Regenerative Peripheral Nerve Interface (RPNI)
ICD-10-PCS root operation selection

What is this new procedure, where a free muscle graft is wrapped around a cut nerve ending, like a piece of sashimi around the end of a piece of spaghetti? The muscle graft doesn’t “do” anything active to the nerve, it just acts as a target for reinnervation by the nerve, so things stay organized and neuroma is less likely to form. This creates a challenge in choosing a PCS root operation.

So if you’re hungry for the PCS coding implications, read on!

Summary:

A relatively new procedure, Regenerative Peripheral Nerve Interface (RPNI), is intended to reduce or eliminate neuroma formation by providing a free muscle graft as physiological target for peripheral nerve ingrowth. This procedure was originally designed for prosthetic control. RPNI would most commonly be done after an amputation, either at the same operative episode or afterwards if a neuroma formed.

An RPNI is a piece of grafted autologous muscle that regenerates and becomes reinnervated by an implanted residual peripheral nerve. RPNIs rival “Targeted Muscle reinnervation” for controlling myoelectric prostheses because RPNI electrodes are in direct contact with muscle instead of skin.

Post-above-knee amputation stump
A) nerve trunk exposed B) nerve fascicles separated C) free muscle grafts harvested
D)
 muscle grafts wrapped over and sewn to the cut nerve endings

Regenerative Peripheral Nerve Interfaces for the Treatment of Postamputation Neuroma Pain
Woo SL1, et al. Section of Plastic Surgery, University of Michigan Health System, Ann Arbor, Mich.; and Department of Physical Medicine and Rehabilitation, University of Michigan Health System, Ann Arbor, Mich.

How do we code this in ICD-10-PCS?

Likely Root Operation choices include Repair, Transfer, Reposition, and Supplement.

Conclusion:

Supplement is recommended as the root operation as the application of the free muscle graft augments the functioning of the nerve by allowing the nerve to re-innervate the muscle. In doing so, it inhibits neuroma formation. Though the muscle graft is the passive recipient of the innervation, it is its presence which confers the therapeutic benefit to the nerve by allowing the nerve to actively innervate it. In the case of RPNI for neuroma inhibition, therefore the muscle then has no other subsequent function.

Rejected PCS root operations include:
Reposition – because the nerve which is the recipient of the free muscle graft is not moved, or moved only incidentally, but nothing about the new location confers any therapeutic benefit to the nerve.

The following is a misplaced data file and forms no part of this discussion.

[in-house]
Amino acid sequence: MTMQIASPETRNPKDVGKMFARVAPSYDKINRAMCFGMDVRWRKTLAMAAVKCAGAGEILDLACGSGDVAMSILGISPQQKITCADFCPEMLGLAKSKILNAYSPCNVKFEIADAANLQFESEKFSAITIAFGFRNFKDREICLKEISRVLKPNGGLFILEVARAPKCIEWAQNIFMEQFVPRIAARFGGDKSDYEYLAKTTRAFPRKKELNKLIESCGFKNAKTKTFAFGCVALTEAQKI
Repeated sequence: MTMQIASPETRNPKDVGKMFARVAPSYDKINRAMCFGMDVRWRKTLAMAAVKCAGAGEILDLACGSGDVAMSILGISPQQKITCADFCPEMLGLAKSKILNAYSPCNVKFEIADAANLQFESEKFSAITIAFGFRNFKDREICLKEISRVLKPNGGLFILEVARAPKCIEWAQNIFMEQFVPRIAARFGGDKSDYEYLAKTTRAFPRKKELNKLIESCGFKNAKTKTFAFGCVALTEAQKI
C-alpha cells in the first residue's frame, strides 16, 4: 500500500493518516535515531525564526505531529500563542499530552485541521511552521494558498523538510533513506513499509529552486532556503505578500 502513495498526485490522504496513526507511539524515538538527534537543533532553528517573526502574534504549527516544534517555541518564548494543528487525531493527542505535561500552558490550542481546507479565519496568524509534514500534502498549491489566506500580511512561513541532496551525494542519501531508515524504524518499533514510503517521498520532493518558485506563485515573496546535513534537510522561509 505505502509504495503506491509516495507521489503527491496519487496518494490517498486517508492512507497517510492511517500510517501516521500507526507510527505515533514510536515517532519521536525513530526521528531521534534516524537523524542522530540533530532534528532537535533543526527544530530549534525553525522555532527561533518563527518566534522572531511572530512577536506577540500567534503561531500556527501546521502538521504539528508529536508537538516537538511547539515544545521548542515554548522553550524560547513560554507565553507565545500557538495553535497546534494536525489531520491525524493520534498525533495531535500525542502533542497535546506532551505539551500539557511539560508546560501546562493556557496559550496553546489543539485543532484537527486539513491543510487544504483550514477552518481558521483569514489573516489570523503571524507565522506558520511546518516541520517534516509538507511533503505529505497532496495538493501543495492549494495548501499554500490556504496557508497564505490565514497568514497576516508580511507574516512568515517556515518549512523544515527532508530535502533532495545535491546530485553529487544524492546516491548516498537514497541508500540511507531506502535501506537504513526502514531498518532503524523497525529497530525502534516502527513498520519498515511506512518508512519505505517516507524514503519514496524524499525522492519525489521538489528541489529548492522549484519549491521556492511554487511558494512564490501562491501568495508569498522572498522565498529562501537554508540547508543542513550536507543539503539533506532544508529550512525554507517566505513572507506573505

Transfer – since the cut nerve end is not taking over the function of another body part. The outcome in which the nerve re-innervates the small, free muscle graft does not create any functionality in the muscle graft or otherwise. The therapeutic benefit is enjoyed by the nerve itself.

Repair – as there is no restoration to normal function in either the nerve or the free muscle graft.

However, closely associated procedures done to reduce neuroma after amputation (often at the same time as RPNI), which involve attaching the cut end of the nerve to a different structure, for the identical outcome of avoiding neuroma formation, and which have a different root operation recommendation, include implantation of the cut nerve ending into:

Muscle in-situ = Reposition
Another nerve = Transfer

Example documentation:

“I then proceeded to harvest a tibialis anterior free muscle flap, a soleus free muscle flap, and a gastrocnemius free muscle flap. I planned to utilize each of these free muscle flaps for the purposes of creating a regenerative peripheral nerve interface. I started with the sural nerve. The cut end of the sural nerve was freshened. I utilized the tibialis anterior free muscle flap for creation of a regenerative peripheral nerve interface. The free muscle flap was approximately 3 cm in length by 1 cm wide x 0.5 cm thick. I utilized a 6-0 nylon suture to tack the tibialis anterior free muscle flap to the epineurium of the sural nerve. I then placed an additional epineurial suture at the cut end, tacking it to the central portion of the free muscle flap. I then folded the free muscle flap on itself and tacked the opposite end of the free muscle flap 180 degrees around the nerve to the epineurium. I then sewed muscle to muscle to complete the pocket. This effectively buried the sural nerve within the tibialis anterior free muscle flap. This created a good regenerative peripheral nerve interface. This will be allowed to indirectly revascularize over time.

Ed O'Beirne, CCS, CHDA, CHPS, CDIP, PA, MHS

Ed O'Beirne, CCS, CHDA, CHPS, CDIP, PA, MHS

Ed has been in healthcare his entire career with 15 years as a clinician and 11 years in a variety of HIM coding related roles. After 4 years as a respiratory therapist and 11 years as an emergency medicine Physician Assistant, the fascination with reading, analyzing, and translating medical documentation overcame his desire to perform patient care. For a guy who with a habit for reading the Encyclopedia Brittanica, the Merck Manual, and medical records just for fun, HIM became a natural fit.

Documentation and coding audits are firmly in Ed’s skillset but educating coders is what really makes him tick. He is known for effectively integrating anatomy, physiology, pathophysiology, medicine, and detailed procedural descriptions into his coding education in all forms.

He is a BS graduate in Biology from Virginia Commonwealth University and Master of Health Sciences from Duke University. Obsessed with aviation, he has a pilot’s license, 1000 skydives, owned an ultralight for several years, and currently designs, builds, and flies radio controlled airplanes and drones. Ed lives in Virginia with his wife and two kids, and plays outside with them as much as possible.

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